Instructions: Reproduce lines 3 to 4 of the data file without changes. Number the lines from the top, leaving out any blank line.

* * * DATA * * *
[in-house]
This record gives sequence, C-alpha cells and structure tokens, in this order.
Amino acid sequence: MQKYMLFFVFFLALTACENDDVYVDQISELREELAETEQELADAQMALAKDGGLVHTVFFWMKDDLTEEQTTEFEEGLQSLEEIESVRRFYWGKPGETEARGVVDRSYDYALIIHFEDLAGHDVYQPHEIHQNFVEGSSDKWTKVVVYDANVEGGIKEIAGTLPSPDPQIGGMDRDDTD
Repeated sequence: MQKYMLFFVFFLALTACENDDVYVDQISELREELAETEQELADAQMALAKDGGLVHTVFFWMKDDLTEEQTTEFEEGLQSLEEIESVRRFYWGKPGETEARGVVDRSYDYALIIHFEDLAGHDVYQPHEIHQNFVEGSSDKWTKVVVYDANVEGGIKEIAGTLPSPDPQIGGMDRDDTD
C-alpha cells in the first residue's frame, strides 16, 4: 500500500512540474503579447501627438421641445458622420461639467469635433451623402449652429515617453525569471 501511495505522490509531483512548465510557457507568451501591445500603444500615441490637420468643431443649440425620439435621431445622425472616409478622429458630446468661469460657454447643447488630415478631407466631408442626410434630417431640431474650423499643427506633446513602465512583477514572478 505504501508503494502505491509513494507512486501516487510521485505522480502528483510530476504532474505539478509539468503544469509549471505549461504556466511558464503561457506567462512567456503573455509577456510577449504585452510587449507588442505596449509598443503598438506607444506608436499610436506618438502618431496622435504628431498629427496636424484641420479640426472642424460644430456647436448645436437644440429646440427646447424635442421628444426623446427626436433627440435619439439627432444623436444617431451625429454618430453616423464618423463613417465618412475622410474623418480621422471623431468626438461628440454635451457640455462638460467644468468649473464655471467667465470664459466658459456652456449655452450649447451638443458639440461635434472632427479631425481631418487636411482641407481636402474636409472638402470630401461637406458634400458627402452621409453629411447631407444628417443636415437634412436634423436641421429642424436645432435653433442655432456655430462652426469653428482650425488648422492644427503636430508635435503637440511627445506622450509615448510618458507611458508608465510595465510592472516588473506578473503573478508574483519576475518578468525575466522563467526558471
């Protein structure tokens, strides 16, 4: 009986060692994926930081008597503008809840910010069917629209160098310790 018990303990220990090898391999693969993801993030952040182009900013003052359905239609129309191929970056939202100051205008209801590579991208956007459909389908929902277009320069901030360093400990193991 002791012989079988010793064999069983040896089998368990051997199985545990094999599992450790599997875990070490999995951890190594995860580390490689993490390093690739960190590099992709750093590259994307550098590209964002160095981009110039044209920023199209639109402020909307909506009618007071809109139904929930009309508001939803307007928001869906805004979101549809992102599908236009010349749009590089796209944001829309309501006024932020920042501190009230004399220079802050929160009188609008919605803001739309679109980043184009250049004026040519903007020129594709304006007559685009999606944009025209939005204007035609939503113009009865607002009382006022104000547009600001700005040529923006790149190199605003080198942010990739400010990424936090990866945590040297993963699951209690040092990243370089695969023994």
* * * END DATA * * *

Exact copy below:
Amino acid sequence: MQKYMLFFVFFLALTACENDDVYVDQISELREELAETEQELADAQMALAKDGGLVHTVFFWMKDDLTEEQTTEFEEGLQSLEEIESVRRFYWGKPGETEARGVVDRSYDYALIIHFEDLAGHDVYQPHEIHQNFVEGSSDKWTKVVVYDANVEGGIKEIAGTLPSPDPQIGGMDRDDTD
Repeated sequence: MQKYMLFFVFFLALTACENDDVYVDQISELREELAETEQELADAQMALAKDGGLVHTVFFWMKDDLTEEQTTEFEEGLQSLEEIESVRRFYWGKPGETEARGVVDRSYDYALIIHFEDLAGHDVYQPHEIHQNFVEGSSDKWTKVVVYDANVEGGIKEIAGTLPSPDPQIGGMDRDDTD